Anthony Albanese places ECEC subsidy and fee reform at heart of Budget response
Federal Labor leader Anthony Albanese MP has placed reform of the current early childhood education and care (ECEC) subsidy system at the heart of his Federal Budget Response and has indicated a commitment to instruct the Productivity Commission to investigate the merits of a 90 per cent subsidy for all Australian Families should Labor win the next election.
“What children learn at childcare is so vital for giving our kids the best possible start. But the current system of caps and subsidies and thresholds isn’t just confusing and costly, it actually penalises the families it’s meant to help,’ Mr Albanese said. “If I’m elected Prime Minister, I’m going to fix this.”
The key components of Mr Albanese’s plan are as follows:
- The Child Care Subsidy (CCS) annual cap of $10,560 will be removed for families earning more than $189,390 per year
- The current maximum CCS rate of 85 per cent will be increased to 90 per cent for eligible families earning up to $69,390 per year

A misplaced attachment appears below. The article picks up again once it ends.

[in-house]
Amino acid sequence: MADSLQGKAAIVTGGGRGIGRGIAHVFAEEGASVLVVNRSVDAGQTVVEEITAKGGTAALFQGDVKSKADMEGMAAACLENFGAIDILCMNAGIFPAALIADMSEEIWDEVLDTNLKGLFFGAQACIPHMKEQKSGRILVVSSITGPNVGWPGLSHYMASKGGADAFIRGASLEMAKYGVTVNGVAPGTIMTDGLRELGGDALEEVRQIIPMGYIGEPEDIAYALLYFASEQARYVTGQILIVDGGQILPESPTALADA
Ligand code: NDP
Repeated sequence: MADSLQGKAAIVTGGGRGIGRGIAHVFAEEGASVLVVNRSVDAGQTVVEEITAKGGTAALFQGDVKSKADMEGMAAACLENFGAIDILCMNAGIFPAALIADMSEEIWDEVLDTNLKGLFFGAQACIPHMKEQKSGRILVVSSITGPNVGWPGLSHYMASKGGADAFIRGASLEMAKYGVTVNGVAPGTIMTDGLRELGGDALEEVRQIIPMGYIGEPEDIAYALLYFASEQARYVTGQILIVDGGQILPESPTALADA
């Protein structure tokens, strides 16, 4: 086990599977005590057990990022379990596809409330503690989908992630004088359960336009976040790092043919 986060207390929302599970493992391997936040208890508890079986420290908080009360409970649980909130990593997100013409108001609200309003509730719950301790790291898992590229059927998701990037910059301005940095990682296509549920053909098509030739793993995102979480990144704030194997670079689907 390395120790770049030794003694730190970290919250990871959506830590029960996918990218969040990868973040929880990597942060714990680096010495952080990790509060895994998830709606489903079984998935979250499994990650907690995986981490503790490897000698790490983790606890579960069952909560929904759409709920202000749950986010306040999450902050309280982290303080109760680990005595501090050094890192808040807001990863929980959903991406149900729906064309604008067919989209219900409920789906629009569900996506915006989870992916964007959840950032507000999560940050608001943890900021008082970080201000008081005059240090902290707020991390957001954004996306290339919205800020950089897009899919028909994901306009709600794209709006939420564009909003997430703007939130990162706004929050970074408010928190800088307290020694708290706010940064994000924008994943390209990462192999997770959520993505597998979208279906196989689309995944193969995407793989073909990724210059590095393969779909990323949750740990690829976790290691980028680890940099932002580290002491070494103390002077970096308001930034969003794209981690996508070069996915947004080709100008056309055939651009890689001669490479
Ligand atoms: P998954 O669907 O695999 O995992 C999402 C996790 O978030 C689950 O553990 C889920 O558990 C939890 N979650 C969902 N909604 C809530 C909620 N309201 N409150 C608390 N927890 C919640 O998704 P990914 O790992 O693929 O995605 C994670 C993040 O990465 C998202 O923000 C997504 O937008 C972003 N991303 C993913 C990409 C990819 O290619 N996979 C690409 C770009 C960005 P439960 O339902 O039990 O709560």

It has also been reported, although it wasn’t mentioned in Mr Albanese’s speech, that a Labor Government would allow tapered access to the subsidy to families earning up to $530,000 per annum, a substantial increase from the current $353,680 cap.
Additionally, Mr Albanese committed to progressing two further initiatives in his first time as Prime Minister should Labor win the next election, namely:
- To instruct the Productivity Commission to investigate a 90 per cent fee subsidy for ECEC for every Australian
- To instruct the Australian Competition and Consumer Commission to design a fee regulation mechanism
The overall plan, which focussed largely on improving accessibility and sustaining affordability of early childhood education and care for Australian families did not however include commitments around educator wage reform, a policy position championed by previous Labor Leader Bill Shorten.
To view Mr Albanese’s Federal Budget Response please click here.